What can we conclude from this history of sprawl and the campaigns to stop it? It appears that sprawl has been a feature of urban life since time immemorial. In the past when cities reached a certain level of economic maturity and affluence, densities began to decline at the center as many people who had a choice moved farther out to escape the congestion and pollution of the city, reduce costs, or gain more space. This resulted in a corresponding rise in density at the edge as rural land became exurban or suburban. Within the last century this process has been visible in cities throughout the affluent industrialized world, producing a marked flattening and—until very recently—lowering of the density gradient (fig. 1).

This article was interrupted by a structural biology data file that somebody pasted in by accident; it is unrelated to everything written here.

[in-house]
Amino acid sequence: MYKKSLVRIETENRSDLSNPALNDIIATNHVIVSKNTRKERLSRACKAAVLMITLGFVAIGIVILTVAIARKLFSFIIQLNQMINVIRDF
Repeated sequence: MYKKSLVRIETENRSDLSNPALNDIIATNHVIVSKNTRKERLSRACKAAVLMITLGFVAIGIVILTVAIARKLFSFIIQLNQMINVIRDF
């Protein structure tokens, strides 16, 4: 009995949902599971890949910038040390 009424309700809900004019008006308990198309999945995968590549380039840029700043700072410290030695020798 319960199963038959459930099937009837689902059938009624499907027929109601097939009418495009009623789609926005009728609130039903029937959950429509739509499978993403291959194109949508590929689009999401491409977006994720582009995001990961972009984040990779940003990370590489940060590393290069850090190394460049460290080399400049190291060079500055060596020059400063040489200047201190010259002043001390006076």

This flattening of the density gradient seems to have happened because a more dispersed landscape has afforded many people greater levels of mobility, privacy, and choice than they were able to obtain in the densely settled large cities that were the norm through the end of the nineteenth century. A great many people have concluded from exactly this kind of analysis that sprawl is inevitable and that efforts to stop it are doomed.
However, in any analysis, it also pays to look at what we don't know or can't explain. For example, there is considerable evidence that—at least in the central city and regularly developed suburbs of many fast-growing American urban areas—the longstanding process of decentralization has actually reversed itself. The line on the chart that records density gradient is still flattening but it is no longer falling. Densities are actually rising sharply both at the center and at the edge in places like Los Angeles, Phoenix, or Las Vegas and more slowly elsewhere in the country. New suburban development at the edge of most American cities is now considerably denser than it was in the decades after World War II.